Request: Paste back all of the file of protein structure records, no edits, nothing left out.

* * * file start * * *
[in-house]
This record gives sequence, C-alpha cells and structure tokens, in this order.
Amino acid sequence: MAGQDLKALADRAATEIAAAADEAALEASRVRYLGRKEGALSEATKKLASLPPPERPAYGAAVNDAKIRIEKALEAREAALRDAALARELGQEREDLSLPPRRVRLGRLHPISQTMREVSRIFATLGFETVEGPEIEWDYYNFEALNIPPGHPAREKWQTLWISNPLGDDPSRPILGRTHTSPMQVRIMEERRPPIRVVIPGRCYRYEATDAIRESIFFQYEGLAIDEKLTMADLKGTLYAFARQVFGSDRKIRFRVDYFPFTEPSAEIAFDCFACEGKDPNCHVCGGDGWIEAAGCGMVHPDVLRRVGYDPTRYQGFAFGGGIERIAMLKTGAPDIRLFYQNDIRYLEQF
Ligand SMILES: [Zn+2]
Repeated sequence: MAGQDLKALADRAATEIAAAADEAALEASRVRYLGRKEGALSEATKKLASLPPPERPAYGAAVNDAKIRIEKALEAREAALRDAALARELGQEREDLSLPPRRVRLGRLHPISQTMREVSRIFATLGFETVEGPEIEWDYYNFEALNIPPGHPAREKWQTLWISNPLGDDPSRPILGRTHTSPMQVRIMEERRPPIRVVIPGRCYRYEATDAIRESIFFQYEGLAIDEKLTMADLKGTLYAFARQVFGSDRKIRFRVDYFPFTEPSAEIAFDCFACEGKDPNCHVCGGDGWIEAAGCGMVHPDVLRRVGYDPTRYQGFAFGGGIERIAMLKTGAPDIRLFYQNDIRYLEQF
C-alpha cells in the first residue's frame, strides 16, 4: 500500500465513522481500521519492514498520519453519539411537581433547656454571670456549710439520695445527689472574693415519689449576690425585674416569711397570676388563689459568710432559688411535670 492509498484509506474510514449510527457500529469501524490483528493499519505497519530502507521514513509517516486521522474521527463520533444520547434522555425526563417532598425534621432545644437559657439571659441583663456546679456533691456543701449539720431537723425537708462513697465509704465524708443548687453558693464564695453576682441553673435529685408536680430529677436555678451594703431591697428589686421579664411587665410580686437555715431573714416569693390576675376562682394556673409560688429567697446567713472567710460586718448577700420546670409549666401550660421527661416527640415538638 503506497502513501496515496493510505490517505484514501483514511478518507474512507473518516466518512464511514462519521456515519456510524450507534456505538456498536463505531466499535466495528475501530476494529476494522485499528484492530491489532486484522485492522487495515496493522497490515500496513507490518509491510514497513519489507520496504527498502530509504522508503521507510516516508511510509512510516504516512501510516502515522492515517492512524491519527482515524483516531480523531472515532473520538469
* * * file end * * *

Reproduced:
[in-house]
This record gives sequence, C-alpha cells and structure tokens, in this order.
Amino acid sequence: MAGQDLKALADRAATEIAAAADEAALEASRVRYLGRKEGALSEATKKLASLPPPERPAYGAAVNDAKIRIEKALEAREAALRDAALARELGQEREDLSLPPRRVRLGRLHPISQTMREVSRIFATLGFETVEGPEIEWDYYNFEALNIPPGHPAREKWQTLWISNPLGDDPSRPILGRTHTSPMQVRIMEERRPPIRVVIPGRCYRYEATDAIRESIFFQYEGLAIDEKLTMADLKGTLYAFARQVFGSDRKIRFRVDYFPFTEPSAEIAFDCFACEGKDPNCHVCGGDGWIEAAGCGMVHPDVLRRVGYDPTRYQGFAFGGGIERIAMLKTGAPDIRLFYQNDIRYLEQF
Ligand SMILES: [Zn+2]
Repeated sequence: MAGQDLKALADRAATEIAAAADEAALEASRVRYLGRKEGALSEATKKLASLPPPERPAYGAAVNDAKIRIEKALEAREAALRDAALARELGQEREDLSLPPRRVRLGRLHPISQTMREVSRIFATLGFETVEGPEIEWDYYNFEALNIPPGHPAREKWQTLWISNPLGDDPSRPILGRTHTSPMQVRIMEERRPPIRVVIPGRCYRYEATDAIRESIFFQYEGLAIDEKLTMADLKGTLYAFARQVFGSDRKIRFRVDYFPFTEPSAEIAFDCFACEGKDPNCHVCGGDGWIEAAGCGMVHPDVLRRVGYDPTRYQGFAFGGGIERIAMLKTGAPDIRLFYQNDIRYLEQF
C-alpha cells in the first residue's frame, strides 16, 4: 500500500465513522481500521519492514498520519453519539411537581433547656454571670456549710439520695445527689472574693415519689449576690425585674416569711397570676388563689459568710432559688411535670 492509498484509506474510514449510527457500529469501524490483528493499519505497519530502507521514513509517516486521522474521527463520533444520547434522555425526563417532598425534621432545644437559657439571659441583663456546679456533691456543701449539720431537723425537708462513697465509704465524708443548687453558693464564695453576682441553673435529685408536680430529677436555678451594703431591697428589686421579664411587665410580686437555715431573714416569693390576675376562682394556673409560688429567697446567713472567710460586718448577700420546670409549666401550660421527661416527640415538638 503506497502513501496515496493510505490517505484514501483514511478518507474512507473518516466518512464511514462519521456515519456510524450507534456505538456498536463505531466499535466495528475501530476494529476494522485499528484492530491489532486484522485492522487495515496493522497490515500496513507490518509491510514497513519489507520496504527498502530509504522508503521507510516516508511510509512510516504516512501510516502515522492515517492512524491519527482515524483516531480523531472515532473520538469